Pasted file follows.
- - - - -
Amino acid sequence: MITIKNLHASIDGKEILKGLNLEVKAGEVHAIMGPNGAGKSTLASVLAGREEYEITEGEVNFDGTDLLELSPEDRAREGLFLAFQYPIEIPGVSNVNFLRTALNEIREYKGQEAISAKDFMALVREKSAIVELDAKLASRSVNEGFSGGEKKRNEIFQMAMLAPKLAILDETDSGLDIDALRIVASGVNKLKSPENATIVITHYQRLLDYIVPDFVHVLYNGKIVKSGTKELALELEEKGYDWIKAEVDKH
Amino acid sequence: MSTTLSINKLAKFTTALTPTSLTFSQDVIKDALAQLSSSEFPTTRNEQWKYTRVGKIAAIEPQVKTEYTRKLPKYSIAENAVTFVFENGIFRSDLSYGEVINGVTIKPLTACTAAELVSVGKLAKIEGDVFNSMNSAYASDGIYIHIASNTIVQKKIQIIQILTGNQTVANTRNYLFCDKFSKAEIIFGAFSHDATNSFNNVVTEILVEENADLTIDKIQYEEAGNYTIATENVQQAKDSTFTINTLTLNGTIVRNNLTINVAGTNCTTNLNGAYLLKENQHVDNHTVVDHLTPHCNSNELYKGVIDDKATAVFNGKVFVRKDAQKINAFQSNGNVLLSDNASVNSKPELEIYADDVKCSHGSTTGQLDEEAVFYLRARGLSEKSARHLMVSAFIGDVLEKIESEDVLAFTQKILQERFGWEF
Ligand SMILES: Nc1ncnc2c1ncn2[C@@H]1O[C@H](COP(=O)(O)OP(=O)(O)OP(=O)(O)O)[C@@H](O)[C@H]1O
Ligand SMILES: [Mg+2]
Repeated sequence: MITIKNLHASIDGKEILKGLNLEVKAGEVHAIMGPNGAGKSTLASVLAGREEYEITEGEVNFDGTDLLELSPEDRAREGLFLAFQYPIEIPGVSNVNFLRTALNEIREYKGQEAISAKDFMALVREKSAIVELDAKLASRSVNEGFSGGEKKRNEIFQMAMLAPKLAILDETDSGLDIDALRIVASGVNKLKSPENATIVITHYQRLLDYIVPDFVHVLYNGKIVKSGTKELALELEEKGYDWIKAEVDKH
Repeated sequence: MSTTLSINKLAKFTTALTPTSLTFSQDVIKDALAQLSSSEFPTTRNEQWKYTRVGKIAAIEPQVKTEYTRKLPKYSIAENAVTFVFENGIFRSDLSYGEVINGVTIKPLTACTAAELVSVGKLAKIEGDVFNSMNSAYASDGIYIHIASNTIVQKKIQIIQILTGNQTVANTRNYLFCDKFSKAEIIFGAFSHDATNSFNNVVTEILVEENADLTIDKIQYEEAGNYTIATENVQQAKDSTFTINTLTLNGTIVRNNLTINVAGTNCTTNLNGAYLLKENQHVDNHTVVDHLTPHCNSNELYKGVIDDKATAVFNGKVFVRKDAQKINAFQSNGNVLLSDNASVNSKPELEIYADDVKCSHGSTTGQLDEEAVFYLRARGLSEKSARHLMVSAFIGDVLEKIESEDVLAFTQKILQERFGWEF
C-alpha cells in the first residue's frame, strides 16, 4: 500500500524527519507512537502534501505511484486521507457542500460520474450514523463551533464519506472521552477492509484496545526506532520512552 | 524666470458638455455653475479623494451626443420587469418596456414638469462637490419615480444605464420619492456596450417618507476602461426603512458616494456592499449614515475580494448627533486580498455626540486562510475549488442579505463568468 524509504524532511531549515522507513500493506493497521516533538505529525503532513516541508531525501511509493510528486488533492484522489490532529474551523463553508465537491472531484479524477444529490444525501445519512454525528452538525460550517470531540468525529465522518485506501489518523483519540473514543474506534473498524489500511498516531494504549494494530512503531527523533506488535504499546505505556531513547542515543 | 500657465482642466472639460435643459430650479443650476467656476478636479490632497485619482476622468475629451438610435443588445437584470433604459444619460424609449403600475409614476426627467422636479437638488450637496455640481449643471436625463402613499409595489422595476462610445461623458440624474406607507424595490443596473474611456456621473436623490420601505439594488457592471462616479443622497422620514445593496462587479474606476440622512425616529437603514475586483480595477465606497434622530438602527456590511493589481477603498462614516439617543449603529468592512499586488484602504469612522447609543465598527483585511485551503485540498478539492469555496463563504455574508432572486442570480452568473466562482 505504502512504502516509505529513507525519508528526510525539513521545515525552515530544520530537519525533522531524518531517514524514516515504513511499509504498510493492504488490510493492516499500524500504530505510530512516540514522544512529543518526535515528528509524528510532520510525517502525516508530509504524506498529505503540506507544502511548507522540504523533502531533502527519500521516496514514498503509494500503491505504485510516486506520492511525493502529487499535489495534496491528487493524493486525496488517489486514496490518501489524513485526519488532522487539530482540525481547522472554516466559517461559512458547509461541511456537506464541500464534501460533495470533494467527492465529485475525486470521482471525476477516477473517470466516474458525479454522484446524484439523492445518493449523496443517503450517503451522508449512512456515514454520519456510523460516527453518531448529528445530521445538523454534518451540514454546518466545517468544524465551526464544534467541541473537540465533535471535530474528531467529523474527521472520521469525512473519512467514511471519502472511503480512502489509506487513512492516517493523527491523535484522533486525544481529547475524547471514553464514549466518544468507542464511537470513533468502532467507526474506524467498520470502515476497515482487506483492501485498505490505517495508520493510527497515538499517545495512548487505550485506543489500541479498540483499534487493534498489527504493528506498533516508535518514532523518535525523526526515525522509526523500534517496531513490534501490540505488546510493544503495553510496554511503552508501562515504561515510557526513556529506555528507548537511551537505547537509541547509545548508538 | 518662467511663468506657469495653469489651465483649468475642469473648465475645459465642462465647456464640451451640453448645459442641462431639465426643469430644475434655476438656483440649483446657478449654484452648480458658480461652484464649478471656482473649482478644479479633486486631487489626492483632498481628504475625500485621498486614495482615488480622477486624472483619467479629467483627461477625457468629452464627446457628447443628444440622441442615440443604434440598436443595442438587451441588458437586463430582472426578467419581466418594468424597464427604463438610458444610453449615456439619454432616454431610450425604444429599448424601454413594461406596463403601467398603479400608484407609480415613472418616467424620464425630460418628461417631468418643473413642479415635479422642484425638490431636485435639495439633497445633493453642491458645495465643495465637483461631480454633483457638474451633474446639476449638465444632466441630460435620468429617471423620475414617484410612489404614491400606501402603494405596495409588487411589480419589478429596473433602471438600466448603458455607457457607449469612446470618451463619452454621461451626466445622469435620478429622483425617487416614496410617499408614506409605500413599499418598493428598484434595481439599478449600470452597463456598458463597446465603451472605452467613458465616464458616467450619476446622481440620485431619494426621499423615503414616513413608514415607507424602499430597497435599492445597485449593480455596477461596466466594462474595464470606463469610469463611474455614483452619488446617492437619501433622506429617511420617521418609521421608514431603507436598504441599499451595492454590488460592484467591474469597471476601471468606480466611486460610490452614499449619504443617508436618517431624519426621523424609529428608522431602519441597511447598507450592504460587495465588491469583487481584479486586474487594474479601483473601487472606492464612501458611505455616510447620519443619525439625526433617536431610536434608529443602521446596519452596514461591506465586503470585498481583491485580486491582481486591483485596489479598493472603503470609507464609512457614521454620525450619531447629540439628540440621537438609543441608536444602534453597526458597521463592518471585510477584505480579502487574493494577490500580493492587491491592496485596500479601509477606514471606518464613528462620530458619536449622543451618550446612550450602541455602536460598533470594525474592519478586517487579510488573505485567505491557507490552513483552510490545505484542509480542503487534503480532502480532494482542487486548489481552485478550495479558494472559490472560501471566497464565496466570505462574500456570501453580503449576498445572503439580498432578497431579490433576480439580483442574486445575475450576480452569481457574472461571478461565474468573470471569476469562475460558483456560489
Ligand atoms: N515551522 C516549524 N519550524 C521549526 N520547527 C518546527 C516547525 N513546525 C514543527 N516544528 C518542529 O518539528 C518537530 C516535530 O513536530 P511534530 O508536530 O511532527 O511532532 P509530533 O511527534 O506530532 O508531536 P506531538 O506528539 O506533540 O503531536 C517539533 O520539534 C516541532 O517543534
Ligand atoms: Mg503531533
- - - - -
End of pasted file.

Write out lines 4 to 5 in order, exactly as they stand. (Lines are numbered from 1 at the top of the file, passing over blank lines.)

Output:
Ligand SMILES: [Mg+2]
Repeated sequence: MITIKNLHASIDGKEILKGLNLEVKAGEVHAIMGPNGAGKSTLASVLAGREEYEITEGEVNFDGTDLLELSPEDRAREGLFLAFQYPIEIPGVSNVNFLRTALNEIREYKGQEAISAKDFMALVREKSAIVELDAKLASRSVNEGFSGGEKKRNEIFQMAMLAPKLAILDETDSGLDIDALRIVASGVNKLKSPENATIVITHYQRLLDYIVPDFVHVLYNGKIVKSGTKELALELEEKGYDWIKAEVDKH